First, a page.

SEATTLE—A new research report demonstrates howneighborhoods that protect and find new uses for older,smaller buildings are more economically sustainable,culturally vibrant, and opportunity-rich than those with onlylarger, newer buildings.

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The report, Older, Smaller, Better: Measuring Howthe Character of Buildings and Blocks Influences UrbanVitality, was published by the National Trustfor Historic Preservation.
The study shows how neighborhoods with a mix of older and newerbuildings outperform newer neighborhoods in terms of opportunitiesfor small locally-owned businesses and for local cultural outlets.Older neighborhoods are highly walkable, appeal toyoung professionals and retirees, and offer a wide array of artsand entertainment options.
"The National Trust's research of neighborhoods with older, smallerbuildings is the first comprehensive study of the relationshipbetween cities' historic buildings and prosperity," saidStephanie Meeks, president of the trust. "Theeconomic growth of communities is enhanced by preserving ourhistoric neighborhoods. These areas attract more young, talentedprofessionals, contain more businesses per commercial square footand offer more creative jobs than areas with only larger, newerbuildings."
The report was produced by the Preservation GreenLab, an initiative of the National Trust for HistoricPreservation, with offices in Seattle, Denver andLos Angeles. The Preservation Green Lab worksclosely with local, state and national partners to developinnovative content, strategic partnerships, research and publicpolicies that save places.

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"For years, people have been pushing density above all else,"said Mike Powe, Ph.D., lead researcher for thePreservation Green Lab. "With our goal of supporting localbusinesses and neighborhoods, we now know from the insights in thisreport that how we build and what type of structures we maintainmatters tremendously to the success of these communities."

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Older, Smaller, Better Key findings:

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-- Older, mixed-use neighborhoods are morewalkable.
-- Young people love old buildings.
-- Nightlife is most vibrant on streets with adiverse range of building
ages.
-- Cultural outlets thrive in older, mixed-useneighborhoods.
-- Older business districts offer greateropportunities for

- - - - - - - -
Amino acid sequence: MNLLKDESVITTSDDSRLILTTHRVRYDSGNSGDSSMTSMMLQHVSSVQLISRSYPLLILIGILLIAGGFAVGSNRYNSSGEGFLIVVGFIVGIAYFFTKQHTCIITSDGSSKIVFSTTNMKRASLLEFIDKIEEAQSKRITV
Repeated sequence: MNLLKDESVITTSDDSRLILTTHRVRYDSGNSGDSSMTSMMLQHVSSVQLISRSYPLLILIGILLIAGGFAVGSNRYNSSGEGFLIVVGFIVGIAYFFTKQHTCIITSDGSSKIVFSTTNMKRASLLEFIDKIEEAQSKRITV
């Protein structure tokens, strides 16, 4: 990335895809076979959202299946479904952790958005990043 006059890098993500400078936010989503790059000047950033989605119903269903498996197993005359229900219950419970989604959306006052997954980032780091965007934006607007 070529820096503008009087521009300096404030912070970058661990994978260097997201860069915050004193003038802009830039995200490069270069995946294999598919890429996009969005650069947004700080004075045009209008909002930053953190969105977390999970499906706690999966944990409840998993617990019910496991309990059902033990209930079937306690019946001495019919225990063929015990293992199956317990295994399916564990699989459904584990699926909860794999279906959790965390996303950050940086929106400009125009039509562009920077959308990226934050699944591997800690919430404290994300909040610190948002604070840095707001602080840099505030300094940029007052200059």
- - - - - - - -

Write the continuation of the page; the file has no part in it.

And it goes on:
entrepreneurship, including women andminority-owned businesses.
-- Older, smaller buildings support the localeconomy with more non-chain,
locally owned businesses.
-- Older business districts have morebusinesses per commercial square
foot.

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Older, Smaller, Better ResearchMethodology:
The research for this report was conducted in three cities:Seattle, San Francisco and Washington, D.C. It relied on spatialanalysis to determine the relative role of building age, diversityof age, and size, alongside other measures. More than 40performance metrics were considered, including cultural vibrancy,real estate performance, transportation options and intensity ofhuman activity.

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The research represents the culmination of the first phase of amulti-year project, starting in three cities that were chosen basedon their "hot market" status. A second phase is underway to look atmarkets with higher levels of vacancy and disinvestment.

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The research was funded by The Summit Foundation, TheKresge Foundation and the Prince CharitableTrusts. The Preservation Green Lab worked with a team ofkey collaborators, including State of Place,Gehl Studio--A Gehl ArchitectsCompany, and Impresa, Inc.

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David Phillips

David Phillips is a Chicago-based freelance writer and consultant with more than 20 years experience in business and community news. He also has extensive reporting experience in the food manufacturing industry for national trade publications.